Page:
Gateway CitiesBoston, MA
MassINC is targeting 12 designated “Gateway Cities” of Massachusetts to make community leaders aware of state and local resources for creative placemaking and assist them in pairing local teams with design experts to develop new location-specific ideas. The goal is to use art and cultural assets to attract new residents and build new value, through projects that may prove relevant to small and mid-sized cities across the nation.
Marjorie Malpiede, MassINC’s Vice President of Programming, talks about the challenge and excitement of working across 12 communities.
ARTPLACE: As you reflect on your work to date, what unexpected challenges have you encountered?
In Massachusetts, we’re well into the planning for the first-ever Creative Placemaking Summit for the state’s Gateway Cities. These 12 small cities outside of Boston that are both economically important and striving to rebound from post-industrial decline. Creative placemaking is being utilized throughout these cities in varying degrees. MassINC’s ArtPlace grant has allowed the Boston-based think tank to assemble the policymakers and practitioners who will bring these transformative projects to life for a day of hands-on learning and relationship-building.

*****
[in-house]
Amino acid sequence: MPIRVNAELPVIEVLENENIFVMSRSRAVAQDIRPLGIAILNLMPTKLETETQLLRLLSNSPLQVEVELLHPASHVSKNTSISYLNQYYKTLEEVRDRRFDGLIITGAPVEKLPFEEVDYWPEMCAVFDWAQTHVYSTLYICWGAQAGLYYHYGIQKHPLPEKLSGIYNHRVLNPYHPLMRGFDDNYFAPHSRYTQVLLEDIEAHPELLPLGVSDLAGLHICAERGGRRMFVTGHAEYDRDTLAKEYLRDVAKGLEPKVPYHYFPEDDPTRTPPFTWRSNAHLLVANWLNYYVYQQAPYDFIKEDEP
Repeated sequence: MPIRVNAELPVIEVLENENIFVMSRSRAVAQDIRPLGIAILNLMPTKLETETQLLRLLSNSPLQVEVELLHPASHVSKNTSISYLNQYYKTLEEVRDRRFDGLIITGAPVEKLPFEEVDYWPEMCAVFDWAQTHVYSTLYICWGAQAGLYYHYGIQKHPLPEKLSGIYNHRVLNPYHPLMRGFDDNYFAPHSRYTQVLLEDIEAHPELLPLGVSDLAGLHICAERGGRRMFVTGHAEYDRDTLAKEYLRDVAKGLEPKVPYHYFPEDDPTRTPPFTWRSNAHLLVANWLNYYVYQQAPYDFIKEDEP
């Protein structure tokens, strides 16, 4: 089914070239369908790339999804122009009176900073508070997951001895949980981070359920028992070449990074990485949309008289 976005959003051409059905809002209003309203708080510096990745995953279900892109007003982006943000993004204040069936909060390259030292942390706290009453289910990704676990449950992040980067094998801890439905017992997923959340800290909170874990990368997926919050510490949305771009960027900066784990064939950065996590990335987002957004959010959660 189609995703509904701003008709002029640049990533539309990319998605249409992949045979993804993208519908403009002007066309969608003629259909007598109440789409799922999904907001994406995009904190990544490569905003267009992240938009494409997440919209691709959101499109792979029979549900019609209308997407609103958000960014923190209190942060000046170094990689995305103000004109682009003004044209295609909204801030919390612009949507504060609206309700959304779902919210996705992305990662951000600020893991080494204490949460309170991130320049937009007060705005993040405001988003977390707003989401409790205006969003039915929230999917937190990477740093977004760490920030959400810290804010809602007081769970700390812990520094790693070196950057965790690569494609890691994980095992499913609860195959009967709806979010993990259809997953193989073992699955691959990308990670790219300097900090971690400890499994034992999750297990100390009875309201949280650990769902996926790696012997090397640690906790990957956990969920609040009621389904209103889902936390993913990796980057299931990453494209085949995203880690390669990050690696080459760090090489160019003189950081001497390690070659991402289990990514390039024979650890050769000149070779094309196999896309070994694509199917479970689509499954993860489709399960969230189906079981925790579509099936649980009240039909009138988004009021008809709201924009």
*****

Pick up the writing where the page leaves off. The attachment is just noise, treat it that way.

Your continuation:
Probably the biggest challenge we’ve faced thus far is coordinating the outreach to the multiple stakeholders involved in this work around the specifics of the Summit. Public/private partnerships in any area, particularly in arts and culture where many talents converge, involve multiple players, across disciplines and municipalities. There’s a lot of moving pieces.
ARTPLACE: Have you had any happy surprises in your work to date?
We have found that there is so much energy for Creative Placemaking in our Gateway Cities, at so many levels, that we have had a terrific response to the Summit Concept. It gives us the impression that there is pent up demand for the Summit concept as people are immediately embracing the notion of networking in this area.
ARTPLACE: Are there things you’ve learned in your work that others in creative placemaking can learn from?
From our initial efforts, it seems like reaching out to others, even if they don’t seem directly involved, can be invaluable to your initiative.
Photo: View of New Bedford, Mass. from the Whaling Museum by Flickr user fireflythegreat